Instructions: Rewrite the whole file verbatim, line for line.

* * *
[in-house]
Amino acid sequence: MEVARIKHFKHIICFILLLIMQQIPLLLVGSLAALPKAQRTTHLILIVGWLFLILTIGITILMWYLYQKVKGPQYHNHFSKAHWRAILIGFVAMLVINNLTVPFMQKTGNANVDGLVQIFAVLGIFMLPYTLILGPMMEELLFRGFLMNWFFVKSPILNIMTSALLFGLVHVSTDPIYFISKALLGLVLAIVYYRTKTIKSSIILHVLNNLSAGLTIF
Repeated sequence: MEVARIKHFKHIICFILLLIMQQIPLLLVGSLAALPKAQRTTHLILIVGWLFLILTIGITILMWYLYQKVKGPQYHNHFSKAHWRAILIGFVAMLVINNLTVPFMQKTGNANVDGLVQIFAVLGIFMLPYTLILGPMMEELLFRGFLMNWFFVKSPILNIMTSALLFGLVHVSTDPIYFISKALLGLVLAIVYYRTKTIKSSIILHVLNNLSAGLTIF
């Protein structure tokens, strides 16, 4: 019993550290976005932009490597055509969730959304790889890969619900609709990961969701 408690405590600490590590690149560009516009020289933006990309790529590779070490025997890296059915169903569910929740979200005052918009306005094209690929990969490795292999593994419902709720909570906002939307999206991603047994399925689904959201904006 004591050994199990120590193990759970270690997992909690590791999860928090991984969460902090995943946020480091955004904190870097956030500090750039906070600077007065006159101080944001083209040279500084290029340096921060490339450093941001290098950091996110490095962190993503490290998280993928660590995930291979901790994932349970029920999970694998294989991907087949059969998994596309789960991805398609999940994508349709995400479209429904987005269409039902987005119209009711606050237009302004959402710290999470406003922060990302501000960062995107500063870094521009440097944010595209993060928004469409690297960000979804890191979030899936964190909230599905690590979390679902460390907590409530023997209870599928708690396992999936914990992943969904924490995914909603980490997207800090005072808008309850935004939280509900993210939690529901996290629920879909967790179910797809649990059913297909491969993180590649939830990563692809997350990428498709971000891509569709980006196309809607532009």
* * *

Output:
[in-house]
Amino acid sequence: MEVARIKHFKHIICFILLLIMQQIPLLLVGSLAALPKAQRTTHLILIVGWLFLILTIGITILMWYLYQKVKGPQYHNHFSKAHWRAILIGFVAMLVINNLTVPFMQKTGNANVDGLVQIFAVLGIFMLPYTLILGPMMEELLFRGFLMNWFFVKSPILNIMTSALLFGLVHVSTDPIYFISKALLGLVLAIVYYRTKTIKSSIILHVLNNLSAGLTIF
Repeated sequence: MEVARIKHFKHIICFILLLIMQQIPLLLVGSLAALPKAQRTTHLILIVGWLFLILTIGITILMWYLYQKVKGPQYHNHFSKAHWRAILIGFVAMLVINNLTVPFMQKTGNANVDGLVQIFAVLGIFMLPYTLILGPMMEELLFRGFLMNWFFVKSPILNIMTSALLFGLVHVSTDPIYFISKALLGLVLAIVYYRTKTIKSSIILHVLNNLSAGLTIF
């Protein structure tokens, strides 16, 4: 019993550290976005932009490597055509969730959304790889890969619900609709990961969701 408690405590600490590590690149560009516009020289933006990309790529590779070490025997890296059915169903569910929740979200005052918009306005094209690929990969490795292999593994419902709720909570906002939307999206991603047994399925689904959201904006 004591050994199990120590193990759970270690997992909690590791999860928090991984969460902090995943946020480091955004904190870097956030500090750039906070600077007065006159101080944001083209040279500084290029340096921060490339450093941001290098950091996110490095962190993503490290998280993928660590995930291979901790994932349970029920999970694998294989991907087949059969998994596309789960991805398609999940994508349709995400479209429904987005269409039902987005119209009711606050237009302004959402710290999470406003922060990302501000960062995107500063870094521009440097944010595209993060928004469409690297960000979804890191979030899936964190909230599905690590979390679902460390907590409530023997209870599928708690396992999936914990992943969904924490995914909603980490997207800090005072808008309850935004939280509900993210939690529901996290629920879909967790179910797809649990059913297909491969993180590649939830990563692809997350990428498709971000891509569709980006196309809607532009």